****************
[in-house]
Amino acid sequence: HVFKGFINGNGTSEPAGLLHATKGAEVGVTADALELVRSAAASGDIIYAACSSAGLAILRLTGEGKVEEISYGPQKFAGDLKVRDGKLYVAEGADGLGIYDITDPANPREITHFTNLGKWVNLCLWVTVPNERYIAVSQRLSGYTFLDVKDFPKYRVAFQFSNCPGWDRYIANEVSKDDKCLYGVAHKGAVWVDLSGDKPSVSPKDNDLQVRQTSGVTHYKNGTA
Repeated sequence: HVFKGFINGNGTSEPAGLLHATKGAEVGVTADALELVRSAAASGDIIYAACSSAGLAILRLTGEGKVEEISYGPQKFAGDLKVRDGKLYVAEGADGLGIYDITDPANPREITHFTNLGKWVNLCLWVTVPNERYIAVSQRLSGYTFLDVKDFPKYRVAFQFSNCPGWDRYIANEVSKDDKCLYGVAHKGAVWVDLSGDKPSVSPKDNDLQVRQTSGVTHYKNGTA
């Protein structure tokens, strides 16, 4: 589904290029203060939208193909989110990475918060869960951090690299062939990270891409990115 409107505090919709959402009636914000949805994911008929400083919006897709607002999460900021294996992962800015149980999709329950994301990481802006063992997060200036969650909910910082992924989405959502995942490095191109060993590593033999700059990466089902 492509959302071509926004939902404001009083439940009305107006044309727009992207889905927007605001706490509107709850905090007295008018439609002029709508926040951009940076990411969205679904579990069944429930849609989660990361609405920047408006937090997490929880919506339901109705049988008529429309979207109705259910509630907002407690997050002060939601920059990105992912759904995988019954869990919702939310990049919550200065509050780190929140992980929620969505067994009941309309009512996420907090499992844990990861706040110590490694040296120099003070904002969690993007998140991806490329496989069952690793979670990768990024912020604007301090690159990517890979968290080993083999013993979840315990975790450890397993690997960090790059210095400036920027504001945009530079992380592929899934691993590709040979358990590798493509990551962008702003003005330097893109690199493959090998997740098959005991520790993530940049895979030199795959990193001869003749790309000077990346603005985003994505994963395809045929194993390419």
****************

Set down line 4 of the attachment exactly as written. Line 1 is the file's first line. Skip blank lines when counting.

């Protein structure tokens, strides 16, 4: 589904290029203060939208193909989110990475918060869960951090690299062939990270891409990115 409107505090919709959402009636914000949805994911008929400083919006897709607002999460900021294996992962800015149980999709329950994301990481802006063992997060200036969650909910910082992924989405959502995942490095191109060993590593033999700059990466089902 492509959302071509926004939902404001009083439940009305107006044309727009992207889905927007605001706490509107709850905090007295008018439609002029709508926040951009940076990411969205679904579990069944429930849609989660990361609405920047408006937090997490929880919506339901109705049988008529429309979207109705259910509630907002407690997050002060939601920059990105992912759904995988019954869990919702939310990049919550200065509050780190929140992980929620969505067994009941309309009512996420907090499992844990990861706040110590490694040296120099003070904002969690993007998140991806490329496989069952690793979670990768990024912020604007301090690159990517890979968290080993083999013993979840315990975790450890397993690997960090790059210095400036920027504001945009530079992380592929899934691993590709040979358990590798493509990551962008702003003005330097893109690199493959090998997740098959005991520790993530940049895979030199795959990193001869003749790309000077990346603005985003994505994963395809045929194993390419």